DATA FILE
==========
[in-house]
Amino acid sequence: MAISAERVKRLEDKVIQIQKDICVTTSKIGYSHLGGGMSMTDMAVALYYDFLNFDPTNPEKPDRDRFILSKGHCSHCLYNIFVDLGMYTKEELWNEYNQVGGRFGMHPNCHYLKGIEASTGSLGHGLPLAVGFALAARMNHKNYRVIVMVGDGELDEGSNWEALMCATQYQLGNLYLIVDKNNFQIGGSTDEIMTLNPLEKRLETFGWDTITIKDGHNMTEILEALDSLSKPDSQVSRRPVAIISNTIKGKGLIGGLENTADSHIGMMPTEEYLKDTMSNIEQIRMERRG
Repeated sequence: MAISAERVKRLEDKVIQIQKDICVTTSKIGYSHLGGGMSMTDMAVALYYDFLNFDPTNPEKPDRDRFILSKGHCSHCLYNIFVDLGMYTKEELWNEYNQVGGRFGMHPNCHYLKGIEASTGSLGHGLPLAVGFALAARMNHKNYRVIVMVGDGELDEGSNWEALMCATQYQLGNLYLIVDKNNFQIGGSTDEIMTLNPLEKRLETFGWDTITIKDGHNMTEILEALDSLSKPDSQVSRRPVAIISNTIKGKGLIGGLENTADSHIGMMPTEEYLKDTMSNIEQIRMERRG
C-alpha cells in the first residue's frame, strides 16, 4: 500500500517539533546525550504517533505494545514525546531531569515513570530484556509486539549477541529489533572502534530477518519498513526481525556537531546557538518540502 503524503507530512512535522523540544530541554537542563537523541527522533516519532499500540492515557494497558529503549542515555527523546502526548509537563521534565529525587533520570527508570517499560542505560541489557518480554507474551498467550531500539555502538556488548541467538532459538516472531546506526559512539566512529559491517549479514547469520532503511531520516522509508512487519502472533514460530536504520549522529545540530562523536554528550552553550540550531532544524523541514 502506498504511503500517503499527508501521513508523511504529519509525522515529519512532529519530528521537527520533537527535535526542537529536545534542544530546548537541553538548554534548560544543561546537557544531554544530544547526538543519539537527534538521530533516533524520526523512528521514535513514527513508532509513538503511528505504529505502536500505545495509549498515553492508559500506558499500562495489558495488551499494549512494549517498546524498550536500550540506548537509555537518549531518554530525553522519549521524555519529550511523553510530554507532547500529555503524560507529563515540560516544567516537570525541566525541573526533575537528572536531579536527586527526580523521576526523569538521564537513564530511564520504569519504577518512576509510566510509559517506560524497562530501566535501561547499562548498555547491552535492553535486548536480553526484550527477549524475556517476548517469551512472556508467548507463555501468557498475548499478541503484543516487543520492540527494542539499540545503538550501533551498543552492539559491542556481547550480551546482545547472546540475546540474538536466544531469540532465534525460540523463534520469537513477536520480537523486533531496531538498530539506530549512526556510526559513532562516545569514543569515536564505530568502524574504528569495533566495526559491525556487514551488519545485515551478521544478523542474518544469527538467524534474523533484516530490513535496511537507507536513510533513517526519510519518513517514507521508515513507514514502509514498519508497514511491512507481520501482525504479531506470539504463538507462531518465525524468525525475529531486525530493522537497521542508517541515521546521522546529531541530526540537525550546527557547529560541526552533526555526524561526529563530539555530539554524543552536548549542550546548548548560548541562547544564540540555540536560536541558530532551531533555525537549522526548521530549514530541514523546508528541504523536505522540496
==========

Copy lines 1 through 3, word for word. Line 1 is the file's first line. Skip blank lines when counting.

[in-house]
Amino acid sequence: MAISAERVKRLEDKVIQIQKDICVTTSKIGYSHLGGGMSMTDMAVALYYDFLNFDPTNPEKPDRDRFILSKGHCSHCLYNIFVDLGMYTKEELWNEYNQVGGRFGMHPNCHYLKGIEASTGSLGHGLPLAVGFALAARMNHKNYRVIVMVGDGELDEGSNWEALMCATQYQLGNLYLIVDKNNFQIGGSTDEIMTLNPLEKRLETFGWDTITIKDGHNMTEILEALDSLSKPDSQVSRRPVAIISNTIKGKGLIGGLENTADSHIGMMPTEEYLKDTMSNIEQIRMERRG
Repeated sequence: MAISAERVKRLEDKVIQIQKDICVTTSKIGYSHLGGGMSMTDMAVALYYDFLNFDPTNPEKPDRDRFILSKGHCSHCLYNIFVDLGMYTKEELWNEYNQVGGRFGMHPNCHYLKGIEASTGSLGHGLPLAVGFALAARMNHKNYRVIVMVGDGELDEGSNWEALMCATQYQLGNLYLIVDKNNFQIGGSTDEIMTLNPLEKRLETFGWDTITIKDGHNMTEILEALDSLSKPDSQVSRRPVAIISNTIKGKGLIGGLENTADSHIGMMPTEEYLKDTMSNIEQIRMERRG